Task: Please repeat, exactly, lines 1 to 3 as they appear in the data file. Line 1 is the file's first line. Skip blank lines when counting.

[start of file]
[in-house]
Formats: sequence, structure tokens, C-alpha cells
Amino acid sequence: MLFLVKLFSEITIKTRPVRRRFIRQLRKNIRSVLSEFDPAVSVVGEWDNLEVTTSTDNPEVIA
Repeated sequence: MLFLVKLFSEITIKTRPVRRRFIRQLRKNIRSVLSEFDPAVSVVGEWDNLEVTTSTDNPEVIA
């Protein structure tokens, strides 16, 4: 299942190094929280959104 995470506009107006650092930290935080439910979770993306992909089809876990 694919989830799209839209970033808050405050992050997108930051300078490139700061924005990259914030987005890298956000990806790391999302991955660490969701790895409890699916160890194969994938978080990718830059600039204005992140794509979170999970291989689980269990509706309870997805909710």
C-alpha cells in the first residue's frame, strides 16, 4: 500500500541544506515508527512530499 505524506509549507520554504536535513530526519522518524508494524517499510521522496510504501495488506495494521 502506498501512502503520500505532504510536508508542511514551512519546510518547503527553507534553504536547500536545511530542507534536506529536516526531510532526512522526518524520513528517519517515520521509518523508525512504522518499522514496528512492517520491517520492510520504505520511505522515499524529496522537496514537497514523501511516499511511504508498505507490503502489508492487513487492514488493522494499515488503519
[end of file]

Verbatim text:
[in-house]
Formats: sequence, structure tokens, C-alpha cells
Amino acid sequence: MLFLVKLFSEITIKTRPVRRRFIRQLRKNIRSVLSEFDPAVSVVGEWDNLEVTTSTDNPEVIA